Larry Ferlazzo’s Websites of the Day…

…For Teaching ELL, ESL, & EFL

January 27, 2017
by Larry Ferlazzo
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“SuperTeacherTools” Is An Excellent Site For ELL Beginners To Create & Play Games

I’ve been doing a series of posts this week about tools my English Language Beginners have been using to create online content. This process has included many barriers, including older tech, District content filters, ease-of-use, and ensuring that tech brings an added value to what we’re doing.

But it has gone well. The past posts have been:

“Little Bird Tales” Is An Excellent Web 2.0 Tool For Beginning English Language Learners

Video: “Adobe Spark” Is Excellent Tool For ELLs

“Write About” Is Another Great Tool For ELLs

SuperTeacherTools is the latest tool that my students have used.  It’s been on The Best Websites For Creating Online Learning Games for awhile.

Students (and teachers) can create three types of games (images of two of them are at the top of this post) without having to register with the site.  It’s simple and very user-friendly.  My students create the games, post the links on our class blog, and then classmates play them.

I especially like the one that has a “drag-and-drop” interface.

Go to our class blog to try them out.  I’d love to find a tool that lets students create audio quizzes.  I’ll be exploring The Best Websites For Creating Online Learning Games more deeply to see if I’ve missed that feature in any of those sites.

I’m adding this post to The “All-Time” Best 2.0 Tools For Beginning English Language Learners.

December 30, 2016
by Larry Ferlazzo
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Around The Web In ESL/EFL/ELL

Four years ago I began this regular feature where I share a few posts and resources from around the Web related to ESL/EFL or to language in general that have caught my attention.

You might also be interested in The Best Resources, Articles & Blog Posts For Teachers Of ELLs In 2016 – Part Two

Here are this week’s choices:

Duolingo, everybody’s favorite language-learning tool, unveiled a new feature – the ability for users to create “clubs” so that they can exchange messages and share a “leaderboard” with their friends.  It sounds like it’s having some initial “hiccups,” but I could eventually see it as a useful tool for peer encouragement.

Students, some of them immigrants, write children’s books inspired by their own life’s journeys is from The Washington Post.

Five tips for using authentic video in the classroom is from The British Council and is pretty interesting. I’m adding it to The Best Popular Movies/TV Shows For ESL/EFL.

This is from 2015, but still interesting: Nine interesting foreign language research findings you may not know about from Language Gym.

ELT Sparks has a nice lesson idea in Most Influential Images. I’m adding it to The Best Ways To Use Photos In Lessons.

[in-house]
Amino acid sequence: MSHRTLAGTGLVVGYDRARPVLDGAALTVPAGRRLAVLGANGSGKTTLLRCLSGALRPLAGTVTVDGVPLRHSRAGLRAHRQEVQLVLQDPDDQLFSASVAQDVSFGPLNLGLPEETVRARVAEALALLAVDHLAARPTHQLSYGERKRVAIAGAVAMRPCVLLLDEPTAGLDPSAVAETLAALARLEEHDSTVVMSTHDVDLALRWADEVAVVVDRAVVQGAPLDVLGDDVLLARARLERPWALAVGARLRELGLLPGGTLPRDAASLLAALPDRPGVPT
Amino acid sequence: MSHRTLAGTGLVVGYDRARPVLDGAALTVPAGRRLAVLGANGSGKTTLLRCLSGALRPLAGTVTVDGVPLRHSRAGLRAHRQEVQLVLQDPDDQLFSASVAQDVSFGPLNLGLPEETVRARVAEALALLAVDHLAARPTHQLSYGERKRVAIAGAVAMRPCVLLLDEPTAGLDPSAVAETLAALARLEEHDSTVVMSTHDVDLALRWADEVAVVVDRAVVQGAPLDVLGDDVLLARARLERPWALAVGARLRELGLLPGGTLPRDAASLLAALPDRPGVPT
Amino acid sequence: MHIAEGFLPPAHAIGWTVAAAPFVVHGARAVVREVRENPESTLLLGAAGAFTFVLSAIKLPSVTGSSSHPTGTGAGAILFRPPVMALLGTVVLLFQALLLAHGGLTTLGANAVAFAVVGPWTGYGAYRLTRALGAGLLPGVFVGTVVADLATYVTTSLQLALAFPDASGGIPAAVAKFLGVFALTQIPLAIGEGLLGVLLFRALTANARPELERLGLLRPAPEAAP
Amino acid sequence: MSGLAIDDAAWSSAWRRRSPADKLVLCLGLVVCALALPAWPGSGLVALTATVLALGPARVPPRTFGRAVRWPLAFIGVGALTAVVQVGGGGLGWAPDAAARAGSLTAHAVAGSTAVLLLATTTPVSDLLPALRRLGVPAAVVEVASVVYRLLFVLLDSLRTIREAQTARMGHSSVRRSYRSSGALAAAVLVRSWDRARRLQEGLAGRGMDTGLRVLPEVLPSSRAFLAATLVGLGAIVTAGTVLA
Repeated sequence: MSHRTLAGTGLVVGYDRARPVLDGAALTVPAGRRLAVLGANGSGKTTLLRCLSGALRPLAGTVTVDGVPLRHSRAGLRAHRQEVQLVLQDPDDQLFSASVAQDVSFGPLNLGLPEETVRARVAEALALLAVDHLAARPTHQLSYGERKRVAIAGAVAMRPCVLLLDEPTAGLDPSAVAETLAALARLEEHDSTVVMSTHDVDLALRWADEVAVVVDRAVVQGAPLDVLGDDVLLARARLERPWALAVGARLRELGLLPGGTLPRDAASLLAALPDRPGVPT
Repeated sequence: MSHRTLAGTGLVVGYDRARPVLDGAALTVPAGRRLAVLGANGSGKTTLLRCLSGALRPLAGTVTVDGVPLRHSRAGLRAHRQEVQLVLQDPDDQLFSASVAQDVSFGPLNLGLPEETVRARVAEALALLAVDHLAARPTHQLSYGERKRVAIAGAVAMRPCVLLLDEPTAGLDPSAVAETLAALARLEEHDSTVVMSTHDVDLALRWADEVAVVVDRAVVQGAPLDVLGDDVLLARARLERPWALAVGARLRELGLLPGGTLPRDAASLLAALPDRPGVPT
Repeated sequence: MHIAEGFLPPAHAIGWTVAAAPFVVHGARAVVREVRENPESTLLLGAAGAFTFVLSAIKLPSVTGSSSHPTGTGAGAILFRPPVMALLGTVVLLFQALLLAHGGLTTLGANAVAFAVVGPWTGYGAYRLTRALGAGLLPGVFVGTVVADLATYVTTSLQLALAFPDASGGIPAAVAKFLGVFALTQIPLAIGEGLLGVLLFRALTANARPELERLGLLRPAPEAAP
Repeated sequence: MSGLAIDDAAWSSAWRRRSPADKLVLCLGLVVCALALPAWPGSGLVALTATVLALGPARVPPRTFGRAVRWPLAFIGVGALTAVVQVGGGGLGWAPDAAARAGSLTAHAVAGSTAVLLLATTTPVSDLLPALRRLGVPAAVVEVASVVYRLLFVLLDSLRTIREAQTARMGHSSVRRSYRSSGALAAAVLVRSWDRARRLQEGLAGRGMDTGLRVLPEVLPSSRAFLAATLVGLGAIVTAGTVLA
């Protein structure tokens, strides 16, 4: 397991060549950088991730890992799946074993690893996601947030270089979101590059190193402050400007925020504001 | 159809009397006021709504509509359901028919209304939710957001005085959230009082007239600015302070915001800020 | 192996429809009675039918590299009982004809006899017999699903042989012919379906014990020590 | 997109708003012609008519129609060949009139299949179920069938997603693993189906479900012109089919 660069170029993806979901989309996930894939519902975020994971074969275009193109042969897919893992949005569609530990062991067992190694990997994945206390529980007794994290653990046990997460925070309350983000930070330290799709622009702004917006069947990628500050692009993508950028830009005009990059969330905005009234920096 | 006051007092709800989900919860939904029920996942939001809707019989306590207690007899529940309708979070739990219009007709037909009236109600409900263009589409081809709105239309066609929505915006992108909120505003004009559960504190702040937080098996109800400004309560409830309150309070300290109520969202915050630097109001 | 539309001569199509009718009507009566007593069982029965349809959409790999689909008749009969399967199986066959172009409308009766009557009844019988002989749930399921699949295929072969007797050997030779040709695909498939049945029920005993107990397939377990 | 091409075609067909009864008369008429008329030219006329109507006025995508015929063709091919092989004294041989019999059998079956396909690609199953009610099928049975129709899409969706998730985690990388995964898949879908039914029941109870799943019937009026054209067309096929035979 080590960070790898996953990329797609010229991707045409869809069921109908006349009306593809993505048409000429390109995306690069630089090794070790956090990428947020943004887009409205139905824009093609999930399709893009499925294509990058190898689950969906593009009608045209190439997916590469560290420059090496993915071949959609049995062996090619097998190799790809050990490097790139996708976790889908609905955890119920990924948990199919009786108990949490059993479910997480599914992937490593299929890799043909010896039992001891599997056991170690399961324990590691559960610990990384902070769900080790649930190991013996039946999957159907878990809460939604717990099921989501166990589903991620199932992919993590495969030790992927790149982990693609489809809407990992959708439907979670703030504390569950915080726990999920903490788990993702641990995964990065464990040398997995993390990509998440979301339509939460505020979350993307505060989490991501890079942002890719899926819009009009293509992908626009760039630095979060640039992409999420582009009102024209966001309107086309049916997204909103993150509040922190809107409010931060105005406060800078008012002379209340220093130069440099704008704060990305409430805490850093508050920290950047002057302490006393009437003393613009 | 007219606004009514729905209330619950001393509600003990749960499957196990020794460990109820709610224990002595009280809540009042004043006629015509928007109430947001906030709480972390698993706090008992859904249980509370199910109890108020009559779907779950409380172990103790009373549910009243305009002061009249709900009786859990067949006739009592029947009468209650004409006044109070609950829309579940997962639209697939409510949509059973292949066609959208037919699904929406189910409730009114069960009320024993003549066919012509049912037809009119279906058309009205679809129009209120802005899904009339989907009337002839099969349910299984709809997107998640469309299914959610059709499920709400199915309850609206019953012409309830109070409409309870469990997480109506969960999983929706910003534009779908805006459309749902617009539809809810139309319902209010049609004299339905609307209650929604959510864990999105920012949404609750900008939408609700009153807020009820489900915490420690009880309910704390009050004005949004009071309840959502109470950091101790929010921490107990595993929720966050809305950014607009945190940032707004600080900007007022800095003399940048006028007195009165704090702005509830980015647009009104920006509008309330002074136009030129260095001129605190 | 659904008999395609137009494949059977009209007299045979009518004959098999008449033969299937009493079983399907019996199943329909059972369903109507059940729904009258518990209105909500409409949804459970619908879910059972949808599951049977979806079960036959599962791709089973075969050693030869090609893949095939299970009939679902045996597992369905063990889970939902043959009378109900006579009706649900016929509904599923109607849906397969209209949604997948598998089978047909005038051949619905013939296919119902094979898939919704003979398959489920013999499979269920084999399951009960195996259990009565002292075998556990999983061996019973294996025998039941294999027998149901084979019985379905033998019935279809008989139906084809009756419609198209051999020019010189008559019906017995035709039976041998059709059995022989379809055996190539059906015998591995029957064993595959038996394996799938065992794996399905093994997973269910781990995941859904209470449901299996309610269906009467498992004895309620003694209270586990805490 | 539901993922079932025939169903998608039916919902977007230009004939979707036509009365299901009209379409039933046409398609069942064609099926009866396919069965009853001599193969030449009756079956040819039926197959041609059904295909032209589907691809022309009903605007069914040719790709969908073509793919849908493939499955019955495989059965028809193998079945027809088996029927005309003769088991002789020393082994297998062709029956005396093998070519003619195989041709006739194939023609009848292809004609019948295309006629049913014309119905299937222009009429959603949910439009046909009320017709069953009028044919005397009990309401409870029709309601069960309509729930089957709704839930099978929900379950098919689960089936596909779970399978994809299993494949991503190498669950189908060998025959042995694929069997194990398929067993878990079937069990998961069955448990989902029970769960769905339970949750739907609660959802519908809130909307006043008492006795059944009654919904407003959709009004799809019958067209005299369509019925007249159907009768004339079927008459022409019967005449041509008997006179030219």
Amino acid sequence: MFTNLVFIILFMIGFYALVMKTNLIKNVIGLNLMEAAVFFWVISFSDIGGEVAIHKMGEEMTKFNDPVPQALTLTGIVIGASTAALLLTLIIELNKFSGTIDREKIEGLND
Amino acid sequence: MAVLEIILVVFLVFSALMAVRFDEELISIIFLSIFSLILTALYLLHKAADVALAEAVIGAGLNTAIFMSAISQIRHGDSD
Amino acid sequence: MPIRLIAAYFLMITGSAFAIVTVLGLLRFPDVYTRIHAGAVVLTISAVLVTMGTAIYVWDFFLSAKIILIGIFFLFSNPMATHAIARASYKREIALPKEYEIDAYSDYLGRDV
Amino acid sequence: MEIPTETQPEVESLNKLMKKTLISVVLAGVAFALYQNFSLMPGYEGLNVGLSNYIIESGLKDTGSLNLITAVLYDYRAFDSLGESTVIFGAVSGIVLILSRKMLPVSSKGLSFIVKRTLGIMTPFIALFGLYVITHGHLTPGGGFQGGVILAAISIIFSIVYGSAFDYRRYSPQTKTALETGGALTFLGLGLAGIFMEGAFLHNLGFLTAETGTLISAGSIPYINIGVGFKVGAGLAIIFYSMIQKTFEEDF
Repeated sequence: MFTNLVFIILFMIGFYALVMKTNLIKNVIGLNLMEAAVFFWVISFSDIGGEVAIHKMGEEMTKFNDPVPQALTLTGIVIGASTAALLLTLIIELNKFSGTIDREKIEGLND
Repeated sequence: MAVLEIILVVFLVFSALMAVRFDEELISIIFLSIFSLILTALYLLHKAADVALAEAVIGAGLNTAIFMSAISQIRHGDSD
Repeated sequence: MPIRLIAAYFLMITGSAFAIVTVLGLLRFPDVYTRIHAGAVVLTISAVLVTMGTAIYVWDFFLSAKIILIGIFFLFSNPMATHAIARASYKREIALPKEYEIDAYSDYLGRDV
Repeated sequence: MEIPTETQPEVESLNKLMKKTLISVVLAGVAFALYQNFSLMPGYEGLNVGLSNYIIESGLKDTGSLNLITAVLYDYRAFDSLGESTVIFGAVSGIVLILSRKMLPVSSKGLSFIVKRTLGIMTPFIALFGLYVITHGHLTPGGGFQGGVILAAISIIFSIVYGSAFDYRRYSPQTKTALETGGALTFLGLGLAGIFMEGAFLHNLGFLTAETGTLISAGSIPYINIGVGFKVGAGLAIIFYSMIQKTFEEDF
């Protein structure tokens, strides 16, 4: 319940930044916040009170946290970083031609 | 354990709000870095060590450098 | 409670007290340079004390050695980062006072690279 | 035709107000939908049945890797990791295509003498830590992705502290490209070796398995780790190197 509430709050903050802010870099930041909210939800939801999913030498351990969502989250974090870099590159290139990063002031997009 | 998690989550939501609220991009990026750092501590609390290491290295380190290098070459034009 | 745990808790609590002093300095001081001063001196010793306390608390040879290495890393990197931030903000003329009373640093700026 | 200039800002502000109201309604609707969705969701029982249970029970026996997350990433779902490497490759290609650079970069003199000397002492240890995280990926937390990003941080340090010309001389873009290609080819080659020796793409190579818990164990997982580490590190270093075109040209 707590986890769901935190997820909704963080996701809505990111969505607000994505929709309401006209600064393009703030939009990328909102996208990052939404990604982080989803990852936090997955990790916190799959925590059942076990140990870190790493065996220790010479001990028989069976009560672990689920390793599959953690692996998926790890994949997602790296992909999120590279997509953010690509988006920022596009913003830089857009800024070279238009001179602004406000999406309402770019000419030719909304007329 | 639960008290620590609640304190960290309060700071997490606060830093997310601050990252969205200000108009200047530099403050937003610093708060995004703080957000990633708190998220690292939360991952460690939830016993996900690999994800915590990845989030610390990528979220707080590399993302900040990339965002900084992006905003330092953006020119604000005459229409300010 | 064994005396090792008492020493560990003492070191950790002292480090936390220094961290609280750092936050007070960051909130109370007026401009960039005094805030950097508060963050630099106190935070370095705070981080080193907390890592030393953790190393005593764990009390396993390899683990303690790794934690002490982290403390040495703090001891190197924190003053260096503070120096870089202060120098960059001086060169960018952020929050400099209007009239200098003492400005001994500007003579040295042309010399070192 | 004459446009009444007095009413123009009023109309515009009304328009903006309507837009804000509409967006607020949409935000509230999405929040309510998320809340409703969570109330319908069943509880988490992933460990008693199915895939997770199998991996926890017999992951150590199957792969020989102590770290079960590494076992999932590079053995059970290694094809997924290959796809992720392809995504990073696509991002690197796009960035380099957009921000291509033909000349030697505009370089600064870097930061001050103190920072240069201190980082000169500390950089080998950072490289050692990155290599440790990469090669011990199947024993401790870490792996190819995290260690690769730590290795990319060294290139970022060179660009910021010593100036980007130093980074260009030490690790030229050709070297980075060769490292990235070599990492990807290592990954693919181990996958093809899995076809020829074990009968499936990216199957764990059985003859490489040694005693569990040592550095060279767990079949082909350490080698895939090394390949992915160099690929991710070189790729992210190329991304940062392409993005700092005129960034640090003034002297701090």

I’ve written several posts about TimeSlips, a program designed to assist dementia patients whose strategy I think is also useful for language-learning.  Here’s a new Voice of America video report on what they do:

I’ve previously written about Kahoot, and it’s on a couple of “Best” lists.  Here are a couple of tweets about a new feature that it has added:

This would be depressing if it happened:

November 24, 2016
by Larry Ferlazzo
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The Best Online Learning Games Of 2016 – Part Two

the-best-online-learningfff

Time for another end-of-year ”The Best…” list.

As usual, In order to make it on this list, games had to:

* be accessible to English Language Learners.

* provide exceptionally engaging content.

* not provide access to other non-educational games on their site, though there is one on this list that doesn’t quite meet this particular criteria.

* be seen by me during the last six months of 2016. So they might have been around prior to this time, but I’m still counting them in this year’s list.

You might also be interested in:

The Best Online Learning Games Of 2016 – So Far

The Best Websites For Creating Online Learning Games

The Best Online Learning Games Of 2015 – So Far

The Best Online Learning Games Of 2014

The “All-Time” Best Online Learning Games

The Best Online Learning Games Of 2013 – Part Two

The Best Online Learning Games Of 2013 — So Far

The Best Online Learning Games Of 2012 — So Far

The Best Online Learning Games — 2011

The Best Online Learning Games — 2010

The Best Online Learning Games — 2009

The Best Online Learning Games — 2008

The Best Online Learning Games — 2007

Here are my choices for The Best Online Learning Games Of 2016- Part Two:

The Fiscal Ship was just named of one the top games at the Serious Play Conference. It’s a surprisingly accessible and engaging interactive about (yawn) fiscal policy and the federal budget. Though the majority of its backers appear to be conservative groups, the sponsoring group includes a few others, too. I didn’t play the game all the way through; however, what I did get through seemed to be relatively even-handed without pushing a particular agenda.

Pairprep is a free site that has a number of “courses” (a series of multiple choice questions on a particular topic – like “ESL”) where students can compete against a friend, a random opponent, or themselves as they choose answers. Teachers can monitor student progress through a virtual classroom.

National Geographic has created a page with links to their most engaging and educational games.